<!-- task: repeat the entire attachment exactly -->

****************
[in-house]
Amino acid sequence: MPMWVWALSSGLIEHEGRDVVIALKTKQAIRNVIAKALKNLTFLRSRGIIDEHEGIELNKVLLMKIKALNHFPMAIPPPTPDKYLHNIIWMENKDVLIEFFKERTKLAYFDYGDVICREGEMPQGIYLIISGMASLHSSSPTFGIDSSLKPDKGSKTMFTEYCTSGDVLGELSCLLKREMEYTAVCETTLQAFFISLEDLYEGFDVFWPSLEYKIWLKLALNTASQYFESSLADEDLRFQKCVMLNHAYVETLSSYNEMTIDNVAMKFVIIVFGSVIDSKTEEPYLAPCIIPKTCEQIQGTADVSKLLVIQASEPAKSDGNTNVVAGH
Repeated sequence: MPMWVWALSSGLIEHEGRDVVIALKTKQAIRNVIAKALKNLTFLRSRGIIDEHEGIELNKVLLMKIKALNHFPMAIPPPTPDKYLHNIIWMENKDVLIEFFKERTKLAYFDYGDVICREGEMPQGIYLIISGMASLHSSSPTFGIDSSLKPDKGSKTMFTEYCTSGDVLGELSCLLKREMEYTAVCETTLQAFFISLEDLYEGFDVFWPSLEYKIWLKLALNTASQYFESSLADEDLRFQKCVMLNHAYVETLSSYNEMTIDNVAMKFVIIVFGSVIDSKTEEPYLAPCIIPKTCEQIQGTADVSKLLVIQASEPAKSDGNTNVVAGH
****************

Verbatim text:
[in-house]
Amino acid sequence: MPMWVWALSSGLIEHEGRDVVIALKTKQAIRNVIAKALKNLTFLRSRGIIDEHEGIELNKVLLMKIKALNHFPMAIPPPTPDKYLHNIIWMENKDVLIEFFKERTKLAYFDYGDVICREGEMPQGIYLIISGMASLHSSSPTFGIDSSLKPDKGSKTMFTEYCTSGDVLGELSCLLKREMEYTAVCETTLQAFFISLEDLYEGFDVFWPSLEYKIWLKLALNTASQYFESSLADEDLRFQKCVMLNHAYVETLSSYNEMTIDNVAMKFVIIVFGSVIDSKTEEPYLAPCIIPKTCEQIQGTADVSKLLVIQASEPAKSDGNTNVVAGH
Repeated sequence: MPMWVWALSSGLIEHEGRDVVIALKTKQAIRNVIAKALKNLTFLRSRGIIDEHEGIELNKVLLMKIKALNHFPMAIPPPTPDKYLHNIIWMENKDVLIEFFKERTKLAYFDYGDVICREGEMPQGIYLIISGMASLHSSSPTFGIDSSLKPDKGSKTMFTEYCTSGDVLGELSCLLKREMEYTAVCETTLQAFFISLEDLYEGFDVFWPSLEYKIWLKLALNTASQYFESSLADEDLRFQKCVMLNHAYVETLSSYNEMTIDNVAMKFVIIVFGSVIDSKTEEPYLAPCIIPKTCEQIQGTADVSKLLVIQASEPAKSDGNTNVVAGH